The Hitchhiking Game

by Milan Kundera

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How does Milan Kundera treat the themes of fiction and reality in his story "The Hitchhiking Game"?

In “The Hitchhiking Game,” Kundera treats the themes of fiction and reality as entities capable of bringing about whole new perspectives on life. While the young woman in the story discovers confidence in the world of fiction, her fiction destroys her boyfriend’s view of her in reality.

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In “The Hitchhiking Game,” fiction in the form of a roleplaying game intended to add an element of fun to a couple’s roadtrip turns into a distortion of reality in which the male protagonist winds up losing all respect for his younger girlfriend, who he had previously perceived to be far more innocent than his previous partners.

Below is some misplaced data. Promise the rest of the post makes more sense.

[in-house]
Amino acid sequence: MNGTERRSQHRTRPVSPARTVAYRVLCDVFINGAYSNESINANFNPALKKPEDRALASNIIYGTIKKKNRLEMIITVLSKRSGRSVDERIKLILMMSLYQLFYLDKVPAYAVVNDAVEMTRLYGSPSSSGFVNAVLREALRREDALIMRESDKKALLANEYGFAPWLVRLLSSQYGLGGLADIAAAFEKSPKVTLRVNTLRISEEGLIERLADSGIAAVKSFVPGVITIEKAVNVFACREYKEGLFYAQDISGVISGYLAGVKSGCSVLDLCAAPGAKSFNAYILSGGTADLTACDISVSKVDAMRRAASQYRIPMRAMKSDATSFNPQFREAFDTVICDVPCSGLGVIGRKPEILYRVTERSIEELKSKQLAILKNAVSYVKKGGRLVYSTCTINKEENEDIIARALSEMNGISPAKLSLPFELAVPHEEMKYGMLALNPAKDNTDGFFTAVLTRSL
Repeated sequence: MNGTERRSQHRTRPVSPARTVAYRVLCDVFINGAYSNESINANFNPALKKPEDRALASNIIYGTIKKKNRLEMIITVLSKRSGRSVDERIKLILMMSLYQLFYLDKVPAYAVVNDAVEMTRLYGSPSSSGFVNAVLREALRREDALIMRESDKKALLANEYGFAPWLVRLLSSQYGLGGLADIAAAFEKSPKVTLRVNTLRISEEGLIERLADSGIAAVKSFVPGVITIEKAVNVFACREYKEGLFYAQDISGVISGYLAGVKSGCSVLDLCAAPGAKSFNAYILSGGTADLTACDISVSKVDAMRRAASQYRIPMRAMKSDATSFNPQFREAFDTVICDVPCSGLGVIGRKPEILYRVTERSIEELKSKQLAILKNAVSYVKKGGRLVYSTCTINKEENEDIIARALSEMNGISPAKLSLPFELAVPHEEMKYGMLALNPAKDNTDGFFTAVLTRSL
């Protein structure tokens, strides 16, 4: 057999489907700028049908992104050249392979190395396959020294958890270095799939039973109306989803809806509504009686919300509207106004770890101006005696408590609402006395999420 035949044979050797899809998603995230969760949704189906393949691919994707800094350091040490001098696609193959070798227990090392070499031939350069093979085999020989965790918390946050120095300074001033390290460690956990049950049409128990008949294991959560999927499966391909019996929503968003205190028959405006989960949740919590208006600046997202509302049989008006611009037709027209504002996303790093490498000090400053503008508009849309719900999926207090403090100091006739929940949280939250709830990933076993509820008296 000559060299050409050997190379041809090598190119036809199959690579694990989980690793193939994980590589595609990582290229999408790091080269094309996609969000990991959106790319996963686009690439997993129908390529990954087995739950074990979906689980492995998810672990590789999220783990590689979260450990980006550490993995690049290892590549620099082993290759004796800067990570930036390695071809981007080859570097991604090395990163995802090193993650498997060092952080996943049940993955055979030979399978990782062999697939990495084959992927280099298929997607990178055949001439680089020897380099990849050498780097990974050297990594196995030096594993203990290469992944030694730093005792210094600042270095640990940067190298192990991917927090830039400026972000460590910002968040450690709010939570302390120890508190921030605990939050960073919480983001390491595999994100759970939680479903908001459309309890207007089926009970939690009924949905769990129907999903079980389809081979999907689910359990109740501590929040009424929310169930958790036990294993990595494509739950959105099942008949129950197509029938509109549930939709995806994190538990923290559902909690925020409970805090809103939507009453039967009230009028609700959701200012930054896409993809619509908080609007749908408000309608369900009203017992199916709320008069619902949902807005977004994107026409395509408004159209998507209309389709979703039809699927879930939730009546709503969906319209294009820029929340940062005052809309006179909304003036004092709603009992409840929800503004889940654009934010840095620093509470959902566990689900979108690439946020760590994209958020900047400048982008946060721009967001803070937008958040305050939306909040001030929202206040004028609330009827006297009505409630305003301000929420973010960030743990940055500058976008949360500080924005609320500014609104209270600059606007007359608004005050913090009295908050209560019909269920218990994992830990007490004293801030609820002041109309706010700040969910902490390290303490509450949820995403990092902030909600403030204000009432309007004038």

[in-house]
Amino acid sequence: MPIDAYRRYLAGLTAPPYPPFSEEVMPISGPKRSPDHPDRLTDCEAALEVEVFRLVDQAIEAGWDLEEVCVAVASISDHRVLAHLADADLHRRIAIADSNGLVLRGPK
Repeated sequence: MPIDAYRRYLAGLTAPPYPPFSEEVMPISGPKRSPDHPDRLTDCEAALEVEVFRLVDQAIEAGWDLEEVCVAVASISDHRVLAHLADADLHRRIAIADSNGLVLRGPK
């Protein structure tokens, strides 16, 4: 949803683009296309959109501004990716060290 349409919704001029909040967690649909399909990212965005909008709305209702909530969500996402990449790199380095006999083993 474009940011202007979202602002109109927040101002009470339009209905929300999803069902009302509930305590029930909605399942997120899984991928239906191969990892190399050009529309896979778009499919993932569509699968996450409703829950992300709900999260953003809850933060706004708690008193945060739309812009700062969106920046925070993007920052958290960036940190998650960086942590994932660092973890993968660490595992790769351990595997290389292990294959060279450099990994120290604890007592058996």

At the beginning, the twenty-two year old is incredibly shy and embarrassed about everything, to the point that she is uncomfortable telling her boyfriend she needs to use the restroom on their roadtrip. Afterward, when she gets back into the car, both realize that the scenario is similar to a driver picking up a hitchhiker, and just for fun, they start to roleplay the scenario.

Fiction and reality start to become blurred when the girl realizes how much she is enjoying the pretense. In adopting this persona, she manages to leave all her neuroses behind, making her feel more confident, sexier, and more like the woman she imagines her older, sophisticated boyfriend would want. For him, on the other hand, this new fiction robs him of the illusion that his girlfriend possesses innocence and purity that the myriad other women that he has been with lacked.

In a nutshell, therefore, the themes of fiction and reality are treated as powerful agents of change. For the young woman, it is by abandoning reality that her viewpoint is changed. For the man, it is the fiction that creates a disturbing new reality.

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